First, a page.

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Good Teaching Requires the Right Ingredients

Tim Ryan Flounders Like a Fish on Fox News Town Hall

Joshua A. Bickel/The Columbus Dispatch via AP, Pool

After already appearing for two debates together, Rep. Tim Ryan (D-OH) and his Republican opponent J.D. Vance also appeared on Fox News Channel's "Special Report" on Tuesday night as they appealed to voters to see who would replace retiring Sen. Rob Portman (R-OH). 


Vance had a knockout performance, including when, as Katie highlighted, he discussed Big Tech as the biggest threat to American elections. The same could not be said about Ryan, however, as he floundered when it was his turn to take questions earlier in the program, including and especially when it came to his own record.

Rep. Ryan proudly touted his support for the misnamed "Inflation Reduction Act" at the time in August. When asked the very first question by an Ohio voter at the debate, though, Rep. Ryan admitted it would not provide relief, at least not "in the short term," as he put it.

"Can you look me in the face and tell me that government expenditures on green energy subsidies through the Inflation Reduction Act that increase our national debt are in any way lessening my burden at the gas station and the grocery store?" Valerie from Deerfield asked him. 

While Ryan began his response by conceding, "I could not say that right now in the present moment," he went on to tout the legislation in other ways, such as natural gas provisions, and called for a tax cut. In that response, the congressman joined others who have acknowledged as much about the legislation but still supported it, including Sens. Bernie Sanders (I-VT) and Joe Manchin (D-WV)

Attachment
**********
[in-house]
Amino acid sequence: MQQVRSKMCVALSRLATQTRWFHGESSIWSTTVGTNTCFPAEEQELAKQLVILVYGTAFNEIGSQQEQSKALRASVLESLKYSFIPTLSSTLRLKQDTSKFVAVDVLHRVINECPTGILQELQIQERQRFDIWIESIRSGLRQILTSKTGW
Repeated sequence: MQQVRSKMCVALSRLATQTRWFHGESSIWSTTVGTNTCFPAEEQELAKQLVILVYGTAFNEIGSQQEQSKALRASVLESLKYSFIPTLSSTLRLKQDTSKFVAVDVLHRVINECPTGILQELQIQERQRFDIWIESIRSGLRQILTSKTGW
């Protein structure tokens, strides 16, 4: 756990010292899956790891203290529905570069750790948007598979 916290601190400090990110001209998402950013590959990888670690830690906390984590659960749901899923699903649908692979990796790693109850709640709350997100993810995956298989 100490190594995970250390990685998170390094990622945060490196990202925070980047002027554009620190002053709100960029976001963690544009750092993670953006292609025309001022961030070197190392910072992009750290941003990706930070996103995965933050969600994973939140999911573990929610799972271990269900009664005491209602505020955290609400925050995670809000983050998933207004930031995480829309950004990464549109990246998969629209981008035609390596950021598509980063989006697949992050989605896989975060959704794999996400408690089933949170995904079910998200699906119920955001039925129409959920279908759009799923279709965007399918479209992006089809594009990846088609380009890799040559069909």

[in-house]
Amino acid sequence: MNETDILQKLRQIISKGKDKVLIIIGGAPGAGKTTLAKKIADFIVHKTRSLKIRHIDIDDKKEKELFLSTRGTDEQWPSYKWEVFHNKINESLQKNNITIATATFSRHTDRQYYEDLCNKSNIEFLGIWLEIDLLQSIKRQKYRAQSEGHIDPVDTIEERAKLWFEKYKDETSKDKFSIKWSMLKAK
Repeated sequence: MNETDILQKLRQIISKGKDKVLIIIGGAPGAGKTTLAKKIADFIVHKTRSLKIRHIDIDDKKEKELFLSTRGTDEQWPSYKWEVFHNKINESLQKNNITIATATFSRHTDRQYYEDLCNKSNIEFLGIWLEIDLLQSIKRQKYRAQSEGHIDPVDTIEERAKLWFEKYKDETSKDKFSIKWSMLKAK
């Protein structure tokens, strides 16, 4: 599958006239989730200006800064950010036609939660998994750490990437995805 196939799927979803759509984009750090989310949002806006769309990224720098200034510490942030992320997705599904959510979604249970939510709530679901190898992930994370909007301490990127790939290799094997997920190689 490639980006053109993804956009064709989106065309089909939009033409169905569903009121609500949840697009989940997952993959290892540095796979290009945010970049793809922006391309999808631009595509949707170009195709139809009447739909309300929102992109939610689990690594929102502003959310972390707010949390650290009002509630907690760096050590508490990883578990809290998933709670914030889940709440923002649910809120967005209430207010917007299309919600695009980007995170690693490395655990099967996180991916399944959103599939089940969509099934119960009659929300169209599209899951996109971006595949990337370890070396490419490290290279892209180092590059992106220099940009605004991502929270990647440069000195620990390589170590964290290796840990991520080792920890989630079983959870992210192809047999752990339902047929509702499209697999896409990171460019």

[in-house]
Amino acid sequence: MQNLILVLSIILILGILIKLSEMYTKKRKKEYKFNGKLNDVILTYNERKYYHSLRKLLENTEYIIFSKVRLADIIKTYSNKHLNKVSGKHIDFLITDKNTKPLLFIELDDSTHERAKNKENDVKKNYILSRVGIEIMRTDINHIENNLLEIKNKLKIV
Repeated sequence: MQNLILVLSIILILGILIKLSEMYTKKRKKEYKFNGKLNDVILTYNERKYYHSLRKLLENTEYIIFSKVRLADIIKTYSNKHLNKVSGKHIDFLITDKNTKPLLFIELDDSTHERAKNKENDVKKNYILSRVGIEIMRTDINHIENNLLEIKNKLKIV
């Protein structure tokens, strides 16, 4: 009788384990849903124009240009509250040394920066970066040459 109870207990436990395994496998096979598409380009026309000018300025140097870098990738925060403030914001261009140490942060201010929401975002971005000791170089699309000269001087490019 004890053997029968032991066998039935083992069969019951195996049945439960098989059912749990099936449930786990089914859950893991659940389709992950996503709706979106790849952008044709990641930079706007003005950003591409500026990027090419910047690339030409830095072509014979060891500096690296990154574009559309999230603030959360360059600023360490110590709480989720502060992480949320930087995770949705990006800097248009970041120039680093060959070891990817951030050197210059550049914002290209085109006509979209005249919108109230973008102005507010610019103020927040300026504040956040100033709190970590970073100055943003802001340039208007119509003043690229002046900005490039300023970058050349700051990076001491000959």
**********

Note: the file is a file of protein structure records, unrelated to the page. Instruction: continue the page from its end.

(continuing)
When anchor Bret Baier asked how he would get that through fellow Democrats, Ryan dismissively answered, "Well, you're asking me what I'm--what I would like to do. I don't have control over everybody else."

Speaking of Sen. Manchin, Ryan went ahead and misled on the permit reform bill that Manchin was promised as part of his deal with Senate Majority Leader Chuck Schumer (D-NY) in July in return for helping get the "Inflation Reduction Act" passed. 

"It was the Republicans, Bret, that deep-sixed the permitting bill," Ryan claimed, even going on to say Manchin "was able to get almost every Democrat aligned." While Ryan may have supported permitting reform, in reality, it was letters from fellow Democrats and climate change groups who signaled they wanted such reform separate from the continuing resolution (CR). 

Ultimately, Manchin signaled to Schumer that he wanted to withdraw it from the CR, which happened. 

Ryan was then asked about his stance on bail reform by Johnny, who is studying political science at Cedarville University. He asked Ryan, "What exactly will you do to address this issue and prevent criminals from being released in our cities with no incentive to prevent them from committing another crime or return to court?"